With social media reach and engagement rates having dipped so precipitously over the last year or so, paying to play is the only option for most brands now.
But what about businesses and brands that can’t afford to advertise on Facebook, Twitter, LinkedIn and the like? Not everyone is willing, never mind able, to carve out the budget necessary to keep their content in front of a critical mass of relevant followers on a regular basis.
Those organizations can be particularly creative or incredibly persistent, but the most effective strategy they can embrace may be to get all hands on deck in the form of an employee advocacy program.
Of course, to go in this direction, every team member needs to be on board with their new tack, despite an abundance of reasons to be uncooperative, unknowingly or not.
Employers need their employees working together toward the same goal if this social media strategy is to be effective. And in many cases, that’s just not going to happen anytime soon without proper training, guidance, incentive and rewards.
Here are 10 BIG mistakes many businesses, brands, teams and their leaders are making with social media…
Not providing enough education
Social media isn’t rocket science, but it requires a huge leap of faith for the uninformed and uninitiated. Not only can it be daunting, it can be downright difficult for a newbie to craft even a simple tweet, never mind write a blog post or record a video.
A comprehensive, mandatory educational program is key to bringing employees up to speed.
Not providing enough incentive
It wouldn’t be an exaggeration to say that job descriptions seem to include everything but the kitchen sink nowadays. So why not add learning social media to employees’ list of responsibilities?
Seriously. Everyone’s a marketer. Everyone’s in sales. And everyone’s on social media. Which should mean repping your employer every once in a while.
Not connecting with others
There’s power in numbers, especially when it comes to propagating content. No reach, no engagement. Don’t be afraid to suggest that team members broaden their networks, even if their roles have nothing to do with sales and marketing.
Employees shouldn’t be kept under wraps. After all, there’s a lot to be said for the multiplier effect.
Not sharing organizational content
All for one, one for all. That should be an internal team’s creed. Someone writes a white paper, everyone shares it. That’s a no-brainer if you ask me. Every employee – certainly those in marketing, advertising, PR and social media – should be sharing content created under the corporate roof.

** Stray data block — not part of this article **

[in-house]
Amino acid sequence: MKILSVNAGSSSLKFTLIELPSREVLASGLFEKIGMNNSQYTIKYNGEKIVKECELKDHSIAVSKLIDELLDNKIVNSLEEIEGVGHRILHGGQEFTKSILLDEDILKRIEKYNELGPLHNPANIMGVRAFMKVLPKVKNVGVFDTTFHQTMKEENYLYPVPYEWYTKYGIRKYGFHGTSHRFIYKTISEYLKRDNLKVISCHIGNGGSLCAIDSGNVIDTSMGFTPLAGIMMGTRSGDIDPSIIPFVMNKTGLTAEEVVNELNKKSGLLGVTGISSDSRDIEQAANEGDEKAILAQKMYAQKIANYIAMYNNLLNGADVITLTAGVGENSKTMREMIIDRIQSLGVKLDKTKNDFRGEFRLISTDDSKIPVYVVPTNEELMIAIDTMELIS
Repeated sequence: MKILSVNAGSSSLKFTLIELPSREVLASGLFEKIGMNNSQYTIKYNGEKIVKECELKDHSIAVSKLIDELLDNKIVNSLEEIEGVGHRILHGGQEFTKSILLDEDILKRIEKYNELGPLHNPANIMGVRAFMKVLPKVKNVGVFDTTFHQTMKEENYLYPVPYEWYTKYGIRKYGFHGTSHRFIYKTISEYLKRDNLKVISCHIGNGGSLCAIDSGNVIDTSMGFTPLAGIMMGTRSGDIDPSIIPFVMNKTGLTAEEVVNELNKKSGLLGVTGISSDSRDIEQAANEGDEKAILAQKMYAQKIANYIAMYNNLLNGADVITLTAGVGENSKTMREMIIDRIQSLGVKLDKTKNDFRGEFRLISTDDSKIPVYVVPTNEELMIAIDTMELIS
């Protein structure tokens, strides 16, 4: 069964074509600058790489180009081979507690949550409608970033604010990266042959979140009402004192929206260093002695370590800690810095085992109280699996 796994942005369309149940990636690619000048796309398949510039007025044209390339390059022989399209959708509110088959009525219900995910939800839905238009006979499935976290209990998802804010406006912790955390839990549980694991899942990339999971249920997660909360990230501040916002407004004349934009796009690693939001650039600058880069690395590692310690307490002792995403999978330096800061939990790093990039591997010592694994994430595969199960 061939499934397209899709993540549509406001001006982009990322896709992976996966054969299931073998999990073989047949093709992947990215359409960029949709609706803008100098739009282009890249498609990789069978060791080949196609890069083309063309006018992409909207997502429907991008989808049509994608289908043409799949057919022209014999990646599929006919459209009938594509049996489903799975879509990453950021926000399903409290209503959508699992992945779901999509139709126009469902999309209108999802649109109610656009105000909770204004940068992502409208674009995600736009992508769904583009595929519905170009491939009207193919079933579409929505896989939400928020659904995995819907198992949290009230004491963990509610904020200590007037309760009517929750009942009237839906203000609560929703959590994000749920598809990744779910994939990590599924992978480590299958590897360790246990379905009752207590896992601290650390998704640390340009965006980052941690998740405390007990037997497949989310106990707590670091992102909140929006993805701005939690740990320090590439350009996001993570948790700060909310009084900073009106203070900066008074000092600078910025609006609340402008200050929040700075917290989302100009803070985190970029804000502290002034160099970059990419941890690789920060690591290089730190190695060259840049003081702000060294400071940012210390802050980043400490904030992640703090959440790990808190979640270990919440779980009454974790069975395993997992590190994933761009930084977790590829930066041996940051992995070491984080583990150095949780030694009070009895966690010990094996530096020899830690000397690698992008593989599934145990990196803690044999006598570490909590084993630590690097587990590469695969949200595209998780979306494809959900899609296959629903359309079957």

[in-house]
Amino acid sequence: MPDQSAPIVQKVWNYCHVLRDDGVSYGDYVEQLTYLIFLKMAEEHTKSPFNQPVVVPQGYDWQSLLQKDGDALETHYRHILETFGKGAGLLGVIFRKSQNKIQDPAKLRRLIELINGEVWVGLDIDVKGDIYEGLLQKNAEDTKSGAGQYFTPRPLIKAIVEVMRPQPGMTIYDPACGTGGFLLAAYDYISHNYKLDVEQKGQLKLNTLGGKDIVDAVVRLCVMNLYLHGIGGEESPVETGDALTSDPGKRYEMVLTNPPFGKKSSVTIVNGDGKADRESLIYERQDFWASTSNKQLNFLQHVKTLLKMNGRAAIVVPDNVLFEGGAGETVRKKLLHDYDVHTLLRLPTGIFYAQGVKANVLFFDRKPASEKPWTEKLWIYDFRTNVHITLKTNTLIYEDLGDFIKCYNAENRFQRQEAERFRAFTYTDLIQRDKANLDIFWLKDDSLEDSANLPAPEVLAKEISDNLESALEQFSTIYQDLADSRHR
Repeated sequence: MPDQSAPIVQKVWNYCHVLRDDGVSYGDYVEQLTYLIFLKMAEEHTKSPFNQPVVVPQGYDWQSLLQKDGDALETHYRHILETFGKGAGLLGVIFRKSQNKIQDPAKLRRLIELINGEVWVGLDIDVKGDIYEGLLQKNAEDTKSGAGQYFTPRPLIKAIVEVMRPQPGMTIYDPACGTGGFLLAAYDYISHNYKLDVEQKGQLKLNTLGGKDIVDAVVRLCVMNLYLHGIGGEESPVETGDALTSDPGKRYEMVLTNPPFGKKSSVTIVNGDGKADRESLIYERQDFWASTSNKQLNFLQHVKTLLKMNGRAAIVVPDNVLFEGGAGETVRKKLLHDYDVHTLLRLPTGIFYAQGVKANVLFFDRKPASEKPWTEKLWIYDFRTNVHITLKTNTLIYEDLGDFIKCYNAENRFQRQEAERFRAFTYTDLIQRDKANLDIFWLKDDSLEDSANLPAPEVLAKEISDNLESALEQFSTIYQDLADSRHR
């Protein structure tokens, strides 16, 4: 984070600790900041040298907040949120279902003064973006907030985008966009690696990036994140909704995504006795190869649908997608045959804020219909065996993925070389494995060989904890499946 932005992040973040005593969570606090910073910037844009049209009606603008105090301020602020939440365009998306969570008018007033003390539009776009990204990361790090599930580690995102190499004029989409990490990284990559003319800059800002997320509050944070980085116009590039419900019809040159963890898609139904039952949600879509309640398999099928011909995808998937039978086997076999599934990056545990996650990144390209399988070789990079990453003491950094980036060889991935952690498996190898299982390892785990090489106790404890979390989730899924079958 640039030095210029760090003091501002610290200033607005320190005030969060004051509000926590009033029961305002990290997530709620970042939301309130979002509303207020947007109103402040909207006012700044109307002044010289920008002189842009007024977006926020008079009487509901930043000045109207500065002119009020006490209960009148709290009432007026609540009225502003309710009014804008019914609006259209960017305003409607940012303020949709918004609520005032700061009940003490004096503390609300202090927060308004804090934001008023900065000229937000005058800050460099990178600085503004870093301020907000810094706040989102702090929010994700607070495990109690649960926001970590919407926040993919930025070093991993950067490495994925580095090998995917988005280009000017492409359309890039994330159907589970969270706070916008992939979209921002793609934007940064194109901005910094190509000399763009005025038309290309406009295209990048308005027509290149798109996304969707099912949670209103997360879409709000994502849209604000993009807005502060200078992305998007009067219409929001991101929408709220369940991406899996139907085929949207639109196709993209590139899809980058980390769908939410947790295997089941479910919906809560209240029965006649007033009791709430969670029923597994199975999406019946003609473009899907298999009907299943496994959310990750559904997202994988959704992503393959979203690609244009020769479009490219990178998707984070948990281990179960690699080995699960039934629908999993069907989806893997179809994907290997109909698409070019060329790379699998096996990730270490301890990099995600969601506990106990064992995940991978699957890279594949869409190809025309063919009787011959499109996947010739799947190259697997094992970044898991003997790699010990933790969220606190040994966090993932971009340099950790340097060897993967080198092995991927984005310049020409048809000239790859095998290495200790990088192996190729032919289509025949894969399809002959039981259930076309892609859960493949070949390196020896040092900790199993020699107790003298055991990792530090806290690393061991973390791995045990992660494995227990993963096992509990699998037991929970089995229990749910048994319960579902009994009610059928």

Their personal brands should include the professional brands for whom they work.
Not producing original content
There’s a rule in group communications called 90-9-1. This rule suggests that 90% of the members simply lurk while 9% add something to the conversation and a mere 1% contribute the most. But it doesn’t have to be that way.
You can’t be effective on social media if you’re being anti-social. Key employees and related stakeholders should be more than encouraged to create their own content, they should be rewarded for doing so on a regular basis.
Not keeping up with changes
Call them luddites, laggards, naysayers or just plain stubborn. Whatever you call them, call them late to the party, almost too late to gain entrance.
Anyone serious about their career in this day and age who hasn’t at least started to use social media risks falling dangerously behind their colleagues, connections and competition on the job. And looked upon as being not that serious after all.
Not looking at the big picture
I can’t tell you how many times I’ve heard people dismiss social media as a passing fad or an inconsequential trend despite overwhelming evidence to the contrary. By 2018, 33% of the world’s population, or 2.44 billion people, is expected to be using social media.
Social media is the biggest revolution in mass communications since the printing press. Anyone who can’t see that by now can’t see the forest for the trees.
Not brave enough to experiment
A tendency to take risks isn’t one of the hallmarks of a corporate executive, so any fear and trepidation among this set isn’t surprising to me. But this is not the time for analysis paralysis.
Social media represents a transformative change in the way people, not just business people, communicate. Like it or not, it’s not going anywhere soon, so resistance is futile.
Not aware of their capabilities
Most employees don’t realize how easy it is share content on social media, contribute to the conversation at large and actually help move the algorithmic needle in favor of their respective organizations.
Whether they’re intimidated, confused or just plain misinformed, they think social media is difficult, complex and ineffective, while it’s actually quite the contrary. They can do it if they try.
Not leading by example
People will rarely take it upon themselves to share work-related content on their personal accounts. They’re afraid it’s irrelevant and off-putting to their audience. But if leaders are doing it themselves as an example to their teams, that’s another story altogether.
Employees will quickly see the benefits of supporting their employer’s brand if they see senior managers practicing what they preach and walking the talk on social media themselves.
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